My goal is to learn how to do this and with practice I can design with transistors not only using class A amplifiers but the others as well; and not just using one transistor but more than one transistor.
     
  11. Jony130

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  12. ELECTRONERD

    Thread Starter Senior Member

    May 26, 2009
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    Hey Jony,

    I know what hFE is and Vbe but what is the other abbreviations you listed? I am not familiar with them.
     
  13. Jony130

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  14. ELECTRONERD

    Thread Starter Senior Member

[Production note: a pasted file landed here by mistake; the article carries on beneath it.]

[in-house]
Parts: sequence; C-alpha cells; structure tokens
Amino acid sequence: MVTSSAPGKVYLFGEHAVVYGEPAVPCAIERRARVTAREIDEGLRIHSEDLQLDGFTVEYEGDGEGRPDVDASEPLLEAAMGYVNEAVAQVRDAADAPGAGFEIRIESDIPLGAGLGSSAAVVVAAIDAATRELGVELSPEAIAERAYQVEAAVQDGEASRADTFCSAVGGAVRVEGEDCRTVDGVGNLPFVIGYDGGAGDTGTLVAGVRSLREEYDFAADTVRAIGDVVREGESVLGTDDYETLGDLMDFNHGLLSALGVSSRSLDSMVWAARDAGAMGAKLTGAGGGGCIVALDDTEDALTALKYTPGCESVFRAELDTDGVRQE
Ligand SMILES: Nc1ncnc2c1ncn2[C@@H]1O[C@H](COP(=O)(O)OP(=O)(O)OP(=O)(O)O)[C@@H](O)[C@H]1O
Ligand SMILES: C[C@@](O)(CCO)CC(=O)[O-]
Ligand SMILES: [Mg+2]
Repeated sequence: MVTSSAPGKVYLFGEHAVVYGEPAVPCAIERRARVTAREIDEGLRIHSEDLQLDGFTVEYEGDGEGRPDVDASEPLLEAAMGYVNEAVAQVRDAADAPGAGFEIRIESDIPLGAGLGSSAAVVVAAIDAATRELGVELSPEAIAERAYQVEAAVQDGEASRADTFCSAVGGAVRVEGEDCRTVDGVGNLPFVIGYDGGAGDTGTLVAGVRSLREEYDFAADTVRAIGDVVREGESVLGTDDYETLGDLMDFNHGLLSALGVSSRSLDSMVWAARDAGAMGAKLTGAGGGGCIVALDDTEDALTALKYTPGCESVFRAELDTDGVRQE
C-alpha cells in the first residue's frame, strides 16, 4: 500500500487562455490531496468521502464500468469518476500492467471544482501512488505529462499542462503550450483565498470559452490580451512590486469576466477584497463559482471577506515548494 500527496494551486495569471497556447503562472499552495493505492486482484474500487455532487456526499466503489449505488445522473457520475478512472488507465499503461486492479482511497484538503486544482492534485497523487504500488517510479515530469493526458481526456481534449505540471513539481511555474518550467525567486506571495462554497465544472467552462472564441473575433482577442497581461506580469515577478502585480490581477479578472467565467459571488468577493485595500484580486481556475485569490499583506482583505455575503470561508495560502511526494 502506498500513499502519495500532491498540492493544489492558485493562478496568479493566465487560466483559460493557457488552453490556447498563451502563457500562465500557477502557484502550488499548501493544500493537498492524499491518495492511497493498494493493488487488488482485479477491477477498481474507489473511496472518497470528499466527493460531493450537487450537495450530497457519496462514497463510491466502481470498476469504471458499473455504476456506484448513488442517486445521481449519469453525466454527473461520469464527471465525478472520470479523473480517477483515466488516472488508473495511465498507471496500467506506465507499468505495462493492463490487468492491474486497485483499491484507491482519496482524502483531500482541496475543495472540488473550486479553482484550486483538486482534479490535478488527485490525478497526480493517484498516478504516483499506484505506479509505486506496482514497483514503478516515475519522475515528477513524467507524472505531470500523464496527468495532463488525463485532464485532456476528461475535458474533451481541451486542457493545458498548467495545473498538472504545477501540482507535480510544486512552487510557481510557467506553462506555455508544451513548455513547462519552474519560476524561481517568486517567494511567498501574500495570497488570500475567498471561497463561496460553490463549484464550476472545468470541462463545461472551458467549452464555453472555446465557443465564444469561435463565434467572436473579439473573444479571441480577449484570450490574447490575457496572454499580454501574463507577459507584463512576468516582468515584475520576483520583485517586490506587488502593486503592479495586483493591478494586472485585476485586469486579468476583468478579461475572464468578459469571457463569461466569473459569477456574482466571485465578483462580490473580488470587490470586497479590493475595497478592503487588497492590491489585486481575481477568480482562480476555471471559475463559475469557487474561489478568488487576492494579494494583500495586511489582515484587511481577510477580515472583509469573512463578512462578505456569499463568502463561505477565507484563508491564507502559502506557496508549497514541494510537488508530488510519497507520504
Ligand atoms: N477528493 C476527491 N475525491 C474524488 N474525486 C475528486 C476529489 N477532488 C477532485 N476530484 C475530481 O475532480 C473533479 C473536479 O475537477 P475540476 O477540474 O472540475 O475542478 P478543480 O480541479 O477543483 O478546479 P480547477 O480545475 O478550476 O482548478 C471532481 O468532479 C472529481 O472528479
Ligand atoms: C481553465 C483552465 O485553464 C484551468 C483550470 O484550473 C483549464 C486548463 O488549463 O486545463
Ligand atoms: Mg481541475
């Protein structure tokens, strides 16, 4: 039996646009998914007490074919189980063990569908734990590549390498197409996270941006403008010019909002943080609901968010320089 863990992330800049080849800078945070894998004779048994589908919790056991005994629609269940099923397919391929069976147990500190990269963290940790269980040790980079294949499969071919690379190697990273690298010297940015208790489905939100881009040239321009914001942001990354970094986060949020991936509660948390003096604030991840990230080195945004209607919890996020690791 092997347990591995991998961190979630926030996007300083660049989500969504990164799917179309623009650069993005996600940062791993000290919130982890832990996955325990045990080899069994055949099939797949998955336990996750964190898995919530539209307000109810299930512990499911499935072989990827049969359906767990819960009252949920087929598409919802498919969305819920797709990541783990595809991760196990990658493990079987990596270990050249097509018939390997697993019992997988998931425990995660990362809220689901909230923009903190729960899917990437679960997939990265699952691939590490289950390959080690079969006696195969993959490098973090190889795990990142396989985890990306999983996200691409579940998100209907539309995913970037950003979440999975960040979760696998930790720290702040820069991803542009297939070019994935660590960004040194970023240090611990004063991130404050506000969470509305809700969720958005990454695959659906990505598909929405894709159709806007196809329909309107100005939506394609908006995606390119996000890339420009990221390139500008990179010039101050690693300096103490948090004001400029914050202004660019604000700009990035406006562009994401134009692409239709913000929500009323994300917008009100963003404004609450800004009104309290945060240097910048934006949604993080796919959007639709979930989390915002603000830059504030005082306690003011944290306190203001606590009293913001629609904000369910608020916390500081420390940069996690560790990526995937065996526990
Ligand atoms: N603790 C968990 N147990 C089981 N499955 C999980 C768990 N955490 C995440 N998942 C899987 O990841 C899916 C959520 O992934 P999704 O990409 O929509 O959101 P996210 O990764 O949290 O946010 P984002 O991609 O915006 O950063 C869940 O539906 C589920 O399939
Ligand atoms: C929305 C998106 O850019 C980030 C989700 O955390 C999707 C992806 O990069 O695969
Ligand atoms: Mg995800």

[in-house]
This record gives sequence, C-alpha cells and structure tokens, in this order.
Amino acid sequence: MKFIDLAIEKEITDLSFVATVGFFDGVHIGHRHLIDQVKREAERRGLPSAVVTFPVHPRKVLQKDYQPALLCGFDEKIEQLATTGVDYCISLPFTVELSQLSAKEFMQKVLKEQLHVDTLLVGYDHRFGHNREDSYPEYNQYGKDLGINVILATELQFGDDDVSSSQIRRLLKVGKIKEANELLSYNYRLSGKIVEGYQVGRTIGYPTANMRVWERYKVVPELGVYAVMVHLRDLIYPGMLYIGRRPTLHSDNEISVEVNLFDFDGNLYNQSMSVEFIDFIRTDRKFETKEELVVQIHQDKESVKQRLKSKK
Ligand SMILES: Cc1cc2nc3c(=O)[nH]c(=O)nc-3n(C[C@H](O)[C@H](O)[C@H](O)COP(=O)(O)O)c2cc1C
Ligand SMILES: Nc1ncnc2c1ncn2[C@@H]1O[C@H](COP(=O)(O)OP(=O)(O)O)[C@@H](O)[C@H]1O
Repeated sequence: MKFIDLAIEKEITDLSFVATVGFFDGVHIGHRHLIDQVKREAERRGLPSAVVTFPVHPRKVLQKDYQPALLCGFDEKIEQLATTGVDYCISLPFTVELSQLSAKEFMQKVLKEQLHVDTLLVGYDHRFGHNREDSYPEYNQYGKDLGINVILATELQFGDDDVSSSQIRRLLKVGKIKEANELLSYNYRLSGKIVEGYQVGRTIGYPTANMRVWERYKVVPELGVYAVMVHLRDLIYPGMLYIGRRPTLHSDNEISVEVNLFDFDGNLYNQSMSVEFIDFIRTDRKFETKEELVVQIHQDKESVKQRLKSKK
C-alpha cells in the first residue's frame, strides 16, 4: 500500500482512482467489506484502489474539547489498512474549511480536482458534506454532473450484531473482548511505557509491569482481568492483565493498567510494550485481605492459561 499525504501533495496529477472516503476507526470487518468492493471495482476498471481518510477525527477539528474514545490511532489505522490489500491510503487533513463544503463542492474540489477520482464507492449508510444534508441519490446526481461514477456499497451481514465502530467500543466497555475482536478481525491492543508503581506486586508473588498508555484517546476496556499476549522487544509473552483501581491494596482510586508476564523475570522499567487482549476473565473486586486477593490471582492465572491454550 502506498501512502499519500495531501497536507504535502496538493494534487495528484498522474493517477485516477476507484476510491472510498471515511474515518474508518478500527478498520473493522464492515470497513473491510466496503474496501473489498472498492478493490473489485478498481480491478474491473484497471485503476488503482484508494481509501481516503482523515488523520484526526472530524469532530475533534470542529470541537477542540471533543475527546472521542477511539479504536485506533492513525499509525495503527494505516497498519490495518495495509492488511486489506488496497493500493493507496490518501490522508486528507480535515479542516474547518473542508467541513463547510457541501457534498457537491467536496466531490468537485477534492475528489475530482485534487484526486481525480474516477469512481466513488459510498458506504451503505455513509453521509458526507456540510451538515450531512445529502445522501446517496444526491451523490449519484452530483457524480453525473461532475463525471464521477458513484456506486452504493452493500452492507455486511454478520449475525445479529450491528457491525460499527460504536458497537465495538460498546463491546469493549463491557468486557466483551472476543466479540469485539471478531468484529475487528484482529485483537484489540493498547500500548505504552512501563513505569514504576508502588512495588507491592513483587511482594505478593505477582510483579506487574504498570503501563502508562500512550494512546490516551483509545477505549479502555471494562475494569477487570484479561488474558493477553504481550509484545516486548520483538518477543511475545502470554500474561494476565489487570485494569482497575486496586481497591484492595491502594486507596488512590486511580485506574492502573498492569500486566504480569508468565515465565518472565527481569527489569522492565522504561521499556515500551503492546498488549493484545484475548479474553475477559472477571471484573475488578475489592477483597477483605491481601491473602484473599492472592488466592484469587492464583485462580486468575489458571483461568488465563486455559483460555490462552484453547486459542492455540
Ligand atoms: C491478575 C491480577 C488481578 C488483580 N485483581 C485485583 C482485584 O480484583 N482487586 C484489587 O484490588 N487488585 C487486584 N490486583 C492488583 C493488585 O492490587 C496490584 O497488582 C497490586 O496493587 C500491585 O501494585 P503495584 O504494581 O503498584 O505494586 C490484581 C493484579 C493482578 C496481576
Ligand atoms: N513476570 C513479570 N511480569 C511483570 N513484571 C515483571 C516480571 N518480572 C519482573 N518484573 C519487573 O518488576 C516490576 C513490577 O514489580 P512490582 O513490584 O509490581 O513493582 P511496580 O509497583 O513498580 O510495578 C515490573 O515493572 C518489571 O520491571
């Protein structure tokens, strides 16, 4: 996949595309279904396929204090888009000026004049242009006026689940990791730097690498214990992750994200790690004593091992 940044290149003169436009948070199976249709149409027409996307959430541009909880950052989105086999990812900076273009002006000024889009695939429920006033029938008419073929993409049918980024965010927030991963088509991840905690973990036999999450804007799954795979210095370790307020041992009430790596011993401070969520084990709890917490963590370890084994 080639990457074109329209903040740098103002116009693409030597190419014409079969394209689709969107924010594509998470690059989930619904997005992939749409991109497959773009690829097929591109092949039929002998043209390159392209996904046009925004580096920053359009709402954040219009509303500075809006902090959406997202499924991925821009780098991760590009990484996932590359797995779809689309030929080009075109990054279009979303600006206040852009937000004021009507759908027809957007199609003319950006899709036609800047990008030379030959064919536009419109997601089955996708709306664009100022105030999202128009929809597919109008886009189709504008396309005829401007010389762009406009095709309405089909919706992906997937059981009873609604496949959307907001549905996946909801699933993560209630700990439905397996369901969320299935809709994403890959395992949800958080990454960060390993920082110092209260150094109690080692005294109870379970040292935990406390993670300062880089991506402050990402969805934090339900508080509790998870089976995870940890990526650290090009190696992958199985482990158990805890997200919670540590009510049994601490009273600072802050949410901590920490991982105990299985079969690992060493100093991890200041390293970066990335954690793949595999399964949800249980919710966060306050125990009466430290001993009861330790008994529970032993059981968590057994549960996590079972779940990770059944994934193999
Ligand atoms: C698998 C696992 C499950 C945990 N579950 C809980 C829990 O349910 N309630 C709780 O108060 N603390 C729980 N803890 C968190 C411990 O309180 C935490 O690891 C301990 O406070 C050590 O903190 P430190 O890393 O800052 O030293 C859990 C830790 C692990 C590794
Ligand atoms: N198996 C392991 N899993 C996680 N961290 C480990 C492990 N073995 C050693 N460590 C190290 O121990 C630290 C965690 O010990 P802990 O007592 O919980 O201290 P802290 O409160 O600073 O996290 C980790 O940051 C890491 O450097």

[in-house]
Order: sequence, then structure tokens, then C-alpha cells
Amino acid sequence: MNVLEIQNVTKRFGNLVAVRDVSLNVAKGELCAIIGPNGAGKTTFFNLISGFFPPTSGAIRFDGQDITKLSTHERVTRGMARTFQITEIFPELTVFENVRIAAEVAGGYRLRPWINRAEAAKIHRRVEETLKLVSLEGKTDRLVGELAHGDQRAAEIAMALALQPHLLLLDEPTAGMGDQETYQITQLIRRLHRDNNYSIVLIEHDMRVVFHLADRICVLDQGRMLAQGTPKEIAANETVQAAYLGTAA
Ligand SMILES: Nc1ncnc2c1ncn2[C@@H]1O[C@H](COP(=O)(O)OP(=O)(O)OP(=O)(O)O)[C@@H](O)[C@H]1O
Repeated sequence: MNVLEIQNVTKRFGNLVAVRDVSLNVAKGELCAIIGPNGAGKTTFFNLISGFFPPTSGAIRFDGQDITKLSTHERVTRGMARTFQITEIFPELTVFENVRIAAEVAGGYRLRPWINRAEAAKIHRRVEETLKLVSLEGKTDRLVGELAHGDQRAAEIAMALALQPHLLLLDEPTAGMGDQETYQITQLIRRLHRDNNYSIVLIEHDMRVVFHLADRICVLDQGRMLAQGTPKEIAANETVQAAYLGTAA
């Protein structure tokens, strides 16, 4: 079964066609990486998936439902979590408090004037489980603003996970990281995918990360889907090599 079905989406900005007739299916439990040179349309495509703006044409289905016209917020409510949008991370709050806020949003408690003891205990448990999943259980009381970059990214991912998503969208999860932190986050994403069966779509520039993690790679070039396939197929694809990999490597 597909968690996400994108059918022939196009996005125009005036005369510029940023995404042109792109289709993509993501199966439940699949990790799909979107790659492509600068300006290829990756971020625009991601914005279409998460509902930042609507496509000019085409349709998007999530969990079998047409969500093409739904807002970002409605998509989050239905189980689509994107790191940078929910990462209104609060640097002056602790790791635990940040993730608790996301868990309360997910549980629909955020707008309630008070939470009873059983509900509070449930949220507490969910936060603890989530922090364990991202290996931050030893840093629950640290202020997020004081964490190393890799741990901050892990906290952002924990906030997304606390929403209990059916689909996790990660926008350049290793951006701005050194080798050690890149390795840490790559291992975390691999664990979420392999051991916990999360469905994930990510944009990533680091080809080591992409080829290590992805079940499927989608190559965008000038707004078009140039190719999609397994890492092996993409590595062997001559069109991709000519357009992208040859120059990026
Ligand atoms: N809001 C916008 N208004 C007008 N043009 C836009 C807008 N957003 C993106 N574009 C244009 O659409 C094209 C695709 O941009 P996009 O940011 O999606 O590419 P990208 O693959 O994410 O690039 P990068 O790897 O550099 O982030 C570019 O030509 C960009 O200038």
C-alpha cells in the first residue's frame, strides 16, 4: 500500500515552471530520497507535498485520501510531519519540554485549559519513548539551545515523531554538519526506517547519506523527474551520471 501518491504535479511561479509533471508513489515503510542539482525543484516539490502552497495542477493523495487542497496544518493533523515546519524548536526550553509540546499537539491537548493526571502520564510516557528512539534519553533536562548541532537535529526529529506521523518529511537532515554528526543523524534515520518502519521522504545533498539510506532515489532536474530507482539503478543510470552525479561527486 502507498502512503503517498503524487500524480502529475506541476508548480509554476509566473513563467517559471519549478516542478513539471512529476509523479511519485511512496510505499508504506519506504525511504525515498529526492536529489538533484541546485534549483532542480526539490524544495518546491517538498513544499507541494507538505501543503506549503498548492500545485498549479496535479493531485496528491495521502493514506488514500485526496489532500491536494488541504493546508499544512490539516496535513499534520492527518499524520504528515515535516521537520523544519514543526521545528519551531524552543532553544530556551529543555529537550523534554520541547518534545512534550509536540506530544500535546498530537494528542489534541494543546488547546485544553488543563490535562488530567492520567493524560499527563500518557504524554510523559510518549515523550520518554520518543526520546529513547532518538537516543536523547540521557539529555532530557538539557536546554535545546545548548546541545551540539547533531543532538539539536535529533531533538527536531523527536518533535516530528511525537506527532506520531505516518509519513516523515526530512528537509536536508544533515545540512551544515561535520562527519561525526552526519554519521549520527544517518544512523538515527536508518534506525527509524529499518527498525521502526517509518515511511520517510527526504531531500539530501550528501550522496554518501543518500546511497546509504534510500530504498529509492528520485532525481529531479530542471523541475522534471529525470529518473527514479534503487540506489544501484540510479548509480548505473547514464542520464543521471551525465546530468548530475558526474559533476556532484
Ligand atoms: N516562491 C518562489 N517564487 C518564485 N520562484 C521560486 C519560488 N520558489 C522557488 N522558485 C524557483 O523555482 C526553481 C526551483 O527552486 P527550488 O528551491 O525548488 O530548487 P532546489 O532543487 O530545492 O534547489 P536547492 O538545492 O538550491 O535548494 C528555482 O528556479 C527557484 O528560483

May 26, 2009
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    Well Jony, sounds like you know your stuff. Thanks for the help.

    Could someone tell me why the common-emitter configuration is best for this? I suppose it's for impedance reasons?
     
  15. Audioguru

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    Dec 20, 2007
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    The common-emitter transistor circuit with its emitter resistor bypassed has high voltage gain for use as a mic preamp and has a medium input impedance.
    But it has high distortion at high output levels and its max gain might not be high enough. An audio opamp is much better.
     
  16. Jony130

    AAC Fanatic!

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    You as a young designer don't need to know all this stuff.
    Design your circuits by a help of a Ohms law and set the voltage on collector (emitter for CC amplifier) equal 1/2*Vcc.
    And remember that is always nice to Rin>>Rs and Rout<<RL